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The Daily Dish
May 25, 2022
Gas Prices (Again)
The political heat generated by high and rising gasoline prices has been immense. For the Biden Administration, it has generated a series of desperate measures and panicky U-turns in its approach to energy policy (see chart below).
(View chart details here.)
It is worth understanding this dynamic a little better. After all, gasoline constitutes only 4.6 percent of the Consumer Price Index, and gasoline prices actually fell by 6.1 percent in April. Nevertheless, the political heat was unrelenting.
One part of the explanation is that even after the recent decline gasoline prices were 43.6 percent above a year earlier and resumed their climb in May. Even though this rise started at a pandemic-depressed level, gasoline prices have risen dramatically, reached very high levels, and show no sign of plateauing or declining. As a result, they represent a real future risk for households.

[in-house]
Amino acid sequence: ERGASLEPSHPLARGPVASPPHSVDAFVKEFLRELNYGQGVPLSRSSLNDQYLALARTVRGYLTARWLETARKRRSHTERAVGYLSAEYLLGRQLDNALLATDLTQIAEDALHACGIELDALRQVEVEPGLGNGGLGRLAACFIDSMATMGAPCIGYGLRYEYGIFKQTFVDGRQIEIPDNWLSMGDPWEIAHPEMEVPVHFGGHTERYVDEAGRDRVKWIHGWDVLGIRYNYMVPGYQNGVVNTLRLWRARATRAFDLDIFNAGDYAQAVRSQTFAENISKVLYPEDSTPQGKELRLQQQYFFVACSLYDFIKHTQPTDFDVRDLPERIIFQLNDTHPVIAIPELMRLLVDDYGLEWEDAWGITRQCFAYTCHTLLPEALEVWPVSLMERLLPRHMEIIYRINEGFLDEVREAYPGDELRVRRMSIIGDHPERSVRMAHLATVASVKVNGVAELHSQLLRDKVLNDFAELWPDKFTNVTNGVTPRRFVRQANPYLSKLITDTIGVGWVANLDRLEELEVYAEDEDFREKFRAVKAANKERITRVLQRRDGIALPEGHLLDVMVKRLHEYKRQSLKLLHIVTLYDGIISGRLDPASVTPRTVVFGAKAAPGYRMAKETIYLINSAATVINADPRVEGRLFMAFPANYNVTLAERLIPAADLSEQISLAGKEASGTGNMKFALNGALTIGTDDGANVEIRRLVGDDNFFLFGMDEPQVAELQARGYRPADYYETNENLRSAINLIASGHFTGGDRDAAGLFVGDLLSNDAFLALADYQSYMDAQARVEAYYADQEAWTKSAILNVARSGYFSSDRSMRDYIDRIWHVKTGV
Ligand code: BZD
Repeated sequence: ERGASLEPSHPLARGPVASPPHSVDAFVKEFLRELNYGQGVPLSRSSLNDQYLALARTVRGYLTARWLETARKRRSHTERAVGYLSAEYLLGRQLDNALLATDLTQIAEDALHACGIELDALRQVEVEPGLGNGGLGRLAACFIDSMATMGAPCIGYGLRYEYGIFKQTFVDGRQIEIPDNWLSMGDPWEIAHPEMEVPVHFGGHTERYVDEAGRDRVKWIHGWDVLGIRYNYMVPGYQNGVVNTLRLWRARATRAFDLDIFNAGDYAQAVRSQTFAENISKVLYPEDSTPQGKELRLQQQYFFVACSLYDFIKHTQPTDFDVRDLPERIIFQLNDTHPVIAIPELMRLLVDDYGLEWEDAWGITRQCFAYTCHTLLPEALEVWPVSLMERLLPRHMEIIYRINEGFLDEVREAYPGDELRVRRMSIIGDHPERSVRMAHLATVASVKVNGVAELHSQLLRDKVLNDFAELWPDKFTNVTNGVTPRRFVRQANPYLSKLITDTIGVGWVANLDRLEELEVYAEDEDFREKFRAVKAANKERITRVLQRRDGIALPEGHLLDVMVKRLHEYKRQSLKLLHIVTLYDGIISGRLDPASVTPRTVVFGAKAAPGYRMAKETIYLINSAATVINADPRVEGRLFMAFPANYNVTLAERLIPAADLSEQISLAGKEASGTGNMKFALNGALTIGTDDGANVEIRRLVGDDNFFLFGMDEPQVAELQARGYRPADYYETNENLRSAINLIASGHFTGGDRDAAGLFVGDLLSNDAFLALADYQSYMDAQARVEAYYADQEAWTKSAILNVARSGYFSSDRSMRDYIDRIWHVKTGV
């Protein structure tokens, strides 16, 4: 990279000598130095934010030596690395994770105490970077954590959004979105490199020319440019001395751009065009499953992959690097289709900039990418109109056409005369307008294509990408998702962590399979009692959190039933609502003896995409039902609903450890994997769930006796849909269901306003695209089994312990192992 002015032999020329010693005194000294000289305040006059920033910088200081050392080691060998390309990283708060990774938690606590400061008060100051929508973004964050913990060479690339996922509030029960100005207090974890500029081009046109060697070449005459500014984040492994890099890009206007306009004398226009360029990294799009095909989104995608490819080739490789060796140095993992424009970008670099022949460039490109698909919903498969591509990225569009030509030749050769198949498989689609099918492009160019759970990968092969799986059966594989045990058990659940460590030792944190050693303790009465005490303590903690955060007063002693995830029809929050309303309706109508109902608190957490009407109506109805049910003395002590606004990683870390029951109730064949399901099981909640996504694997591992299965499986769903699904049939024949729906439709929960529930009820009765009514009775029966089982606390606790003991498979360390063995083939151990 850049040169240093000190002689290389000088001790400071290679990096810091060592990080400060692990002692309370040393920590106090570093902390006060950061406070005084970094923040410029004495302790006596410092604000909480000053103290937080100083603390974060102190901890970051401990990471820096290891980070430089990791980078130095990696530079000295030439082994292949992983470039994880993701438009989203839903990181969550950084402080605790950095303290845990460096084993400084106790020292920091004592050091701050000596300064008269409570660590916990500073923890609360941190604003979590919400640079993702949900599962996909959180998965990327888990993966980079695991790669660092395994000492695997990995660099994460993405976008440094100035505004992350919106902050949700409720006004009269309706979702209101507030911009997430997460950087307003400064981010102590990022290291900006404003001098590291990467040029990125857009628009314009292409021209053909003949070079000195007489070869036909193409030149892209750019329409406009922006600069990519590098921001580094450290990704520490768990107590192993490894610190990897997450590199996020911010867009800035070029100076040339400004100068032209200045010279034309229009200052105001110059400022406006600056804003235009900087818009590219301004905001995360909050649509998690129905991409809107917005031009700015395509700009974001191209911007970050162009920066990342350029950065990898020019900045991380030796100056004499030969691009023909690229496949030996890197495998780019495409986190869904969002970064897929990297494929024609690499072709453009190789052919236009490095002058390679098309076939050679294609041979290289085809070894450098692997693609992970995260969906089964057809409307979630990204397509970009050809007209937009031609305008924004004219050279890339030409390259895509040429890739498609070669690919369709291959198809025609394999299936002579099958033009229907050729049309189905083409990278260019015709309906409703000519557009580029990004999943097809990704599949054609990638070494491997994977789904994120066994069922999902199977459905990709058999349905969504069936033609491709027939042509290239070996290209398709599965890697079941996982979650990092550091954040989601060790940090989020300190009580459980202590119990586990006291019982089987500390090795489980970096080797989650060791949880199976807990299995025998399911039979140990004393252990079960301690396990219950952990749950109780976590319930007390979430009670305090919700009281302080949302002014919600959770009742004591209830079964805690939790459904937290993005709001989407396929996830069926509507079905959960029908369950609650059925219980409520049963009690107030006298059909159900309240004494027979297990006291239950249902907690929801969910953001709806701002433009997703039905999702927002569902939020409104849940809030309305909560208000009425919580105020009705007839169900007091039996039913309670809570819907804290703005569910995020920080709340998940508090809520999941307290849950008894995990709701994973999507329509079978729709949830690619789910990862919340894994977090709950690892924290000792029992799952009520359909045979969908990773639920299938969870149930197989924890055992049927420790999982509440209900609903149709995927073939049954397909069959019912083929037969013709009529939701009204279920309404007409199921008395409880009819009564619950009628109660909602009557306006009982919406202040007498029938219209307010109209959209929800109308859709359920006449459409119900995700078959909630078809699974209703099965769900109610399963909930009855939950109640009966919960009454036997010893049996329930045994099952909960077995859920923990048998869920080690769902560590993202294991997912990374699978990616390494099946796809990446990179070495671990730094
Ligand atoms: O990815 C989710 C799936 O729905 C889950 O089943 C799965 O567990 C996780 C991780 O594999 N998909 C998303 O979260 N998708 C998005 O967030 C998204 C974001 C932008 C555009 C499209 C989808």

The bigger part of the explanation is that gasoline prices affect practically everyone. Fuel oil prices rose more (80.5 percent) from April 2021 to April 2022, but not everyone heats their homes using fuel oil. Similarly, airline fares rose 33.3 percent over the year, but not everyone gets on a plane. Gasoline prices are a big deal because they are a (relatively small) part of most people’s budgets.
This second point also explains why inflation is such a potent issue. Unlike unemployment, inflation affects everyone, making it a much bigger electoral threat.
Fact of the Day
Lowering the Medicare age to 60 would increase the federal deficit by $155 billion over six years.